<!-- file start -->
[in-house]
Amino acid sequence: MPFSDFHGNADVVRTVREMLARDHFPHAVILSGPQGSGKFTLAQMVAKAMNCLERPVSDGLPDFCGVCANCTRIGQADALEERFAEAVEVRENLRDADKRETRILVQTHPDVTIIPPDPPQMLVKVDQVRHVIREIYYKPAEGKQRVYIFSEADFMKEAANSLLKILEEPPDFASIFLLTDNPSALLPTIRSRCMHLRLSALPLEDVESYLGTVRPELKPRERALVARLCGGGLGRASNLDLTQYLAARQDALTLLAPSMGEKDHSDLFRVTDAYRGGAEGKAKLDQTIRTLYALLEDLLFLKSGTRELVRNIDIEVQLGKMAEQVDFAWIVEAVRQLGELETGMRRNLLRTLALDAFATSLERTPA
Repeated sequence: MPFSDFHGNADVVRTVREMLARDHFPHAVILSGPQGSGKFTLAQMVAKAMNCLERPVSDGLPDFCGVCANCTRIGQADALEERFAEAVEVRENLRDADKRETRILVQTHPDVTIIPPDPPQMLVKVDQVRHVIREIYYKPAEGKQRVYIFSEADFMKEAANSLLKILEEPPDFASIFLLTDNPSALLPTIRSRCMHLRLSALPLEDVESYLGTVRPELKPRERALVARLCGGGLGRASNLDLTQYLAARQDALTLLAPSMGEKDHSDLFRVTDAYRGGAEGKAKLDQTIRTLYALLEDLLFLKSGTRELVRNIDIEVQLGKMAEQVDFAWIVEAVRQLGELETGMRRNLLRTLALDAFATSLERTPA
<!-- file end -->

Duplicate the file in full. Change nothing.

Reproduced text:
[in-house]
Amino acid sequence: MPFSDFHGNADVVRTVREMLARDHFPHAVILSGPQGSGKFTLAQMVAKAMNCLERPVSDGLPDFCGVCANCTRIGQADALEERFAEAVEVRENLRDADKRETRILVQTHPDVTIIPPDPPQMLVKVDQVRHVIREIYYKPAEGKQRVYIFSEADFMKEAANSLLKILEEPPDFASIFLLTDNPSALLPTIRSRCMHLRLSALPLEDVESYLGTVRPELKPRERALVARLCGGGLGRASNLDLTQYLAARQDALTLLAPSMGEKDHSDLFRVTDAYRGGAEGKAKLDQTIRTLYALLEDLLFLKSGTRELVRNIDIEVQLGKMAEQVDFAWIVEAVRQLGELETGMRRNLLRTLALDAFATSLERTPA
Repeated sequence: MPFSDFHGNADVVRTVREMLARDHFPHAVILSGPQGSGKFTLAQMVAKAMNCLERPVSDGLPDFCGVCANCTRIGQADALEERFAEAVEVRENLRDADKRETRILVQTHPDVTIIPPDPPQMLVKVDQVRHVIREIYYKPAEGKQRVYIFSEADFMKEAANSLLKILEEPPDFASIFLLTDNPSALLPTIRSRCMHLRLSALPLEDVESYLGTVRPELKPRERALVARLCGGGLGRASNLDLTQYLAARQDALTLLAPSMGEKDHSDLFRVTDAYRGGAEGKAKLDQTIRTLYALLEDLLFLKSGTRELVRNIDIEVQLGKMAEQVDFAWIVEAVRQLGELETGMRRNLLRTLALDAFATSLERTPA